Warrington Faust
Warrington Faust
11 years ago

The BP spill has become so emotionally charged, I am dubious of all news reports. I am concerned that the “Luddites” may have an undue influence on the news. I am wondering why the microbes that successfully ate the Exxon Valdez oil are not being tried.
My starting point is that any well a mile under the ocean’s surface is a technological feat, but is going to be real problematic. I do not assume malfeasance, or evil intent. The oil is necessary to our economy, if not our lives, and BP was not permitted to drill in shallower water.
It is a serious problem, let’s stop whining, recognize that Obama is not the man and “cowboy up”.

Stuart
Stuart
11 years ago

>well a mile under the ocean’s surface is a technological feat And so is jumping off a cliff with those new wings you made up. The question is how you land. Faust, I’m sorry……first of all, this is probably the worst environmental catastrophe in the history of the USA. Maybe worse than that – might make it to the worst in the Americas or even the world eventually. You talk about this tiny amount of ill gained oil as essential to our “life” and yet don’t mention that perhaps the FOOD CHAIN and the OCEAN is essential to our life? Amazing, really! Let’s be frank. Energy is crucial to our way of life and advancement and comfort. That is a given. However, there are many technologies available right this minute which can provide us with both energy….and the means to vastly reduce our use (conservation, efficiency). As an example, an average person in Texas uses 4X the amount of energy that a person in RI does. So, your defense of oil at any cost is really saying “that dude in Texas deserves to have the large SUVs, the 5,000 sq ft. McMansion and the other wasteful habits……even if it means we have to chance polluting up a vast part of the food chain and environment”. It would be one thing if we already exhausted the savings from less energy use, efficiency and other means…but we are nowhere near that point. We could cut energy use in this country in 1/2 and not really break a sweat. So, IMHO, you are defending the indefensible – that is WASTE. It goes against what we Americans were raised with…well, at least those with depression era parents “eat what is on your plate – there are children starving in Europe”. Well, maybe we should… Read more »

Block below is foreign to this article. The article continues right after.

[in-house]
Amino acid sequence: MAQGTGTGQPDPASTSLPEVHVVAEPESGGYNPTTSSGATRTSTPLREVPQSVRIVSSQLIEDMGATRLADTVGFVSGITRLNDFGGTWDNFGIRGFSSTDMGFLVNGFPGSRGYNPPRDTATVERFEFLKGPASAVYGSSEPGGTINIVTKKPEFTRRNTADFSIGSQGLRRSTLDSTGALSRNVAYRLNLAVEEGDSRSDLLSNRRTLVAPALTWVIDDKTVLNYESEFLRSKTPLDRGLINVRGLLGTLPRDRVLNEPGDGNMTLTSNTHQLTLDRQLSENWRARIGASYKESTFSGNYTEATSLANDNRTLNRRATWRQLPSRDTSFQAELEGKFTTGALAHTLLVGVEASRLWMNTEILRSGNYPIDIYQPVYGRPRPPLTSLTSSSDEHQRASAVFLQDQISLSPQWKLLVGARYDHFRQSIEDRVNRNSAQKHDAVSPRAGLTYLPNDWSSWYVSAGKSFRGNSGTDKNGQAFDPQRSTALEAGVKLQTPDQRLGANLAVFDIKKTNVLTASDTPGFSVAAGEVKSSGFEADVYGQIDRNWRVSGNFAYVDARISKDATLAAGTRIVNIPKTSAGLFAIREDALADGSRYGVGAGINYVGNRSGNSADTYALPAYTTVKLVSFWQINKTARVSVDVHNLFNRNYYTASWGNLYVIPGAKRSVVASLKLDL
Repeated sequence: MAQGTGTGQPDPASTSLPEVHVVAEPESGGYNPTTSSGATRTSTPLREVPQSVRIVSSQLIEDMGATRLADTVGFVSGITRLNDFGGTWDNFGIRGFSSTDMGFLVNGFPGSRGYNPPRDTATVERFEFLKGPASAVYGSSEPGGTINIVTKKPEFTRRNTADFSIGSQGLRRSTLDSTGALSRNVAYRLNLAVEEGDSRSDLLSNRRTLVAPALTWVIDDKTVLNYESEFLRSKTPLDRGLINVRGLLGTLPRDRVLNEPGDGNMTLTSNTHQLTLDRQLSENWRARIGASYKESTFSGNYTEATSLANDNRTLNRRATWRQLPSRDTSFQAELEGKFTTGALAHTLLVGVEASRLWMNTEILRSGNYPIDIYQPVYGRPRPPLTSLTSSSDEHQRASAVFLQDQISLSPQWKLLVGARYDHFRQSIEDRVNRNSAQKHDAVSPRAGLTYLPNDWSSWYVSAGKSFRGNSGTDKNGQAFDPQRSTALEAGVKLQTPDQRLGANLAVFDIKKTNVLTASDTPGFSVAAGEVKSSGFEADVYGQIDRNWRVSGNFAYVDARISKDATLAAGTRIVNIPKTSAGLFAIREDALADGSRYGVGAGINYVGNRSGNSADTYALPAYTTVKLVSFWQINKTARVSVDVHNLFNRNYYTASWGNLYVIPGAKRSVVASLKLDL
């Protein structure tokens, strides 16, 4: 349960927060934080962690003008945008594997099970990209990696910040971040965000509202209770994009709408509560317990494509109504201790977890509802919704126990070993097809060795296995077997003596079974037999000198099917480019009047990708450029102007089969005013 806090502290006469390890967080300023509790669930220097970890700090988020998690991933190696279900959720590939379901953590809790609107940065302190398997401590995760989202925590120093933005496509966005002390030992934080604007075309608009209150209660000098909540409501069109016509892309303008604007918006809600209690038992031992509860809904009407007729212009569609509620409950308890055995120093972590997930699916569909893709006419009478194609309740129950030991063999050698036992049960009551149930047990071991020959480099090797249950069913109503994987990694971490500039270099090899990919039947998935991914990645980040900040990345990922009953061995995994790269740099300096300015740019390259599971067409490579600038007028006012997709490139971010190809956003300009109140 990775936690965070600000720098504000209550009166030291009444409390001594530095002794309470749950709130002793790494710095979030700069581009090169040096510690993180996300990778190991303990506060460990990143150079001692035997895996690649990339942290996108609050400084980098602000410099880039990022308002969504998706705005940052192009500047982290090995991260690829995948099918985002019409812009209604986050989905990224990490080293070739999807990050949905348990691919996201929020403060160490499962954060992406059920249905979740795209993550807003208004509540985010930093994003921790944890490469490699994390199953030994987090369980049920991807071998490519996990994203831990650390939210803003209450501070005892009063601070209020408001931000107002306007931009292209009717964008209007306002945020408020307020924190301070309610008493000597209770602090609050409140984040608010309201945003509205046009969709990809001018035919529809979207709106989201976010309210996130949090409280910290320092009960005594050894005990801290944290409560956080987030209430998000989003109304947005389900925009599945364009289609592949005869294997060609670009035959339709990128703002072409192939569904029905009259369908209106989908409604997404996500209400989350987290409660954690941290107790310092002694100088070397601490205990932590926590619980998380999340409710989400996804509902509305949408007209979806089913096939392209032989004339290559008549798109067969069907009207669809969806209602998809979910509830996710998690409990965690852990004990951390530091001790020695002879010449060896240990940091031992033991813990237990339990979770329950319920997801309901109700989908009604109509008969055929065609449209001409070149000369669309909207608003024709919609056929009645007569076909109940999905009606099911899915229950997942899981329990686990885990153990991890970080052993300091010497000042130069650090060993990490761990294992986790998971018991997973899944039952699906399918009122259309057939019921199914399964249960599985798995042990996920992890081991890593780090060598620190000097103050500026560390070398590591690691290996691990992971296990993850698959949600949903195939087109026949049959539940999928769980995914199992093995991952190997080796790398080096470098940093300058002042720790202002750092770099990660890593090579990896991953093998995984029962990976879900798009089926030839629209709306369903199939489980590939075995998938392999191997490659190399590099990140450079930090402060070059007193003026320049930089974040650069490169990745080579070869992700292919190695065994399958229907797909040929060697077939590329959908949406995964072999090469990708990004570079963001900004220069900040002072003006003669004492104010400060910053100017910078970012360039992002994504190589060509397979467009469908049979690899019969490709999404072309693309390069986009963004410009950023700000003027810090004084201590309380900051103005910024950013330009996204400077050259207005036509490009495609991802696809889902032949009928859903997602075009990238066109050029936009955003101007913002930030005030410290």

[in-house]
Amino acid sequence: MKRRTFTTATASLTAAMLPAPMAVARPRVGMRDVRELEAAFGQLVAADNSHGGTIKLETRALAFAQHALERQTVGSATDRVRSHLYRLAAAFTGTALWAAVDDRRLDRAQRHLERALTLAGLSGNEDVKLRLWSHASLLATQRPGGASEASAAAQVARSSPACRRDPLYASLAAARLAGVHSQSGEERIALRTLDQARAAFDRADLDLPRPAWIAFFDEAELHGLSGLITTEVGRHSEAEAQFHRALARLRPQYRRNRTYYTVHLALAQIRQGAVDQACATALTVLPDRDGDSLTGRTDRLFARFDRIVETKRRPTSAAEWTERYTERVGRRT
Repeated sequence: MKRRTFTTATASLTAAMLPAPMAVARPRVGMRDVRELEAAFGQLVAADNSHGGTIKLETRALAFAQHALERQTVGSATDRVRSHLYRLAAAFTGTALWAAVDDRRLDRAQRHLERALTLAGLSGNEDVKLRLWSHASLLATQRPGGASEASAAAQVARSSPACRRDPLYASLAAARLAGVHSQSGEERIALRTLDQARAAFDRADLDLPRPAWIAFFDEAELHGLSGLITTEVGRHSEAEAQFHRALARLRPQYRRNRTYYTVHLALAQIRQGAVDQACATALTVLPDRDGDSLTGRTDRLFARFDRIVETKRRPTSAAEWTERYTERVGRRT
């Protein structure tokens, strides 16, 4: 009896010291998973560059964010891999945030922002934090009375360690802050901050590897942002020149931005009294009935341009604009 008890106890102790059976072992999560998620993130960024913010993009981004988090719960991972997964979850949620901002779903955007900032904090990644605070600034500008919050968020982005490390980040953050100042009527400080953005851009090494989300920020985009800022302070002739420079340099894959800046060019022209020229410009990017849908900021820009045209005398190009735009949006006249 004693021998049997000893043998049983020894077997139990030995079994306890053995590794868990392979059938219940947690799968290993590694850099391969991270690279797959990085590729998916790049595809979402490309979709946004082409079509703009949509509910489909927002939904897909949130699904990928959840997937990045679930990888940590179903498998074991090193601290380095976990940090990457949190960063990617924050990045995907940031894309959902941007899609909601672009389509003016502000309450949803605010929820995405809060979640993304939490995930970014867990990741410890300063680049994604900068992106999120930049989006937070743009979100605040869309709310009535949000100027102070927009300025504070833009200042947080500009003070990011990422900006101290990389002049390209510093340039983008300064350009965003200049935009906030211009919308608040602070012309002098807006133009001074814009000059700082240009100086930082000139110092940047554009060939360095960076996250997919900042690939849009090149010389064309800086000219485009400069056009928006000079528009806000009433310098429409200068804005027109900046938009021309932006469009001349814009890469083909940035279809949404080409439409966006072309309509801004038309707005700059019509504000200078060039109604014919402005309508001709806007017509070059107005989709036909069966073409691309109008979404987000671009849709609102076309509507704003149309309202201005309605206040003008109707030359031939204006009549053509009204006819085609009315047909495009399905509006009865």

Warrington Faust
Warrington Faust
11 years ago

Stuart, sorry I can’t agree with you. The BP mess was perfectly forseeable when it was determined to ban shallow water drilling. We decided to take the risk of “high tech” deep water drilling.
If you think it wasn’t forseeable, read up on the Glomar Explorer.

joe bernstein
joe bernstein
11 years ago

Here we have Stuart as usual barking at us that all we need is a monk’s cell and a tricycle apiece(not him of course)so much like the big time “environmentalists”who fly around in Gulfstreams.
I actually practice energy conservation,but i don’t preach about it to others.
BP should be bankrupted if need be to pay back for gross negligence.I will never believe they didn’t know the extent of the danger.
A lot of liveliehoods have been wiped out.
Eleven workers were killed.
This spill has ruined a fragile coastal zone.
There is plenty of blame but seemingly no ready solution.
Anyone remember Chernobyl?
The fellow travellers like Stuart were quiet as mice about that little f*ckup.
Hey-here’s a thought-we can get that slime Bono to run a concert and it will be “all better”.
One thing bugs me-anyone who’s studied the subject of the ocean deeps even at an elementary level knows that at abyssal depths strange things happen and correcting a problem down there is something we have no practice with due to the totally alien nature of that environment.We know more about Mars than the deep ocean zones.
Drilling should be only in shallow water.At least there it is possible for humans to attack problems hands on.

Stuart
Stuart
11 years ago

>The BP mess was perfectly forseeable when it was determined to ban shallow water drilling
So, let’s be clear.
You are saying that when, in 1981, Reagan signed into law and the GOP Senate passed the original moratorium, the writing was on the wall?
Or was it in June 1990 when President George Bush announced a 10-year moratorium on drilling off California, Florida, and New England?
There were also many extensions and additions in between, including many put forward by GW to satisfy his brother, who was Gov. of Florida (who maybe foresaw this mess).
So, your opinion is? Should we just expect to go to the beaches of Fl and New England and everywhere else and see and hear the rigs drilling?
Is there anything you are not willing to give up in order to waste more oil?
To put it all in perspective, we are talking about a very small fraction of our oil or energy use – depending on how you want to look at it (number of rigs possible, number of refineries, amount of capital available to drill, potential markets) it is about 5%…..maybe even less. So we are, in effect, saying that instead of working to save 5% in other other fashion, we’d rather hear the dim of drilling and see derricks rising EVERYWHERE off our shores.
Count me out. I’d rather pay more or use less…or both.

jp
jp
11 years ago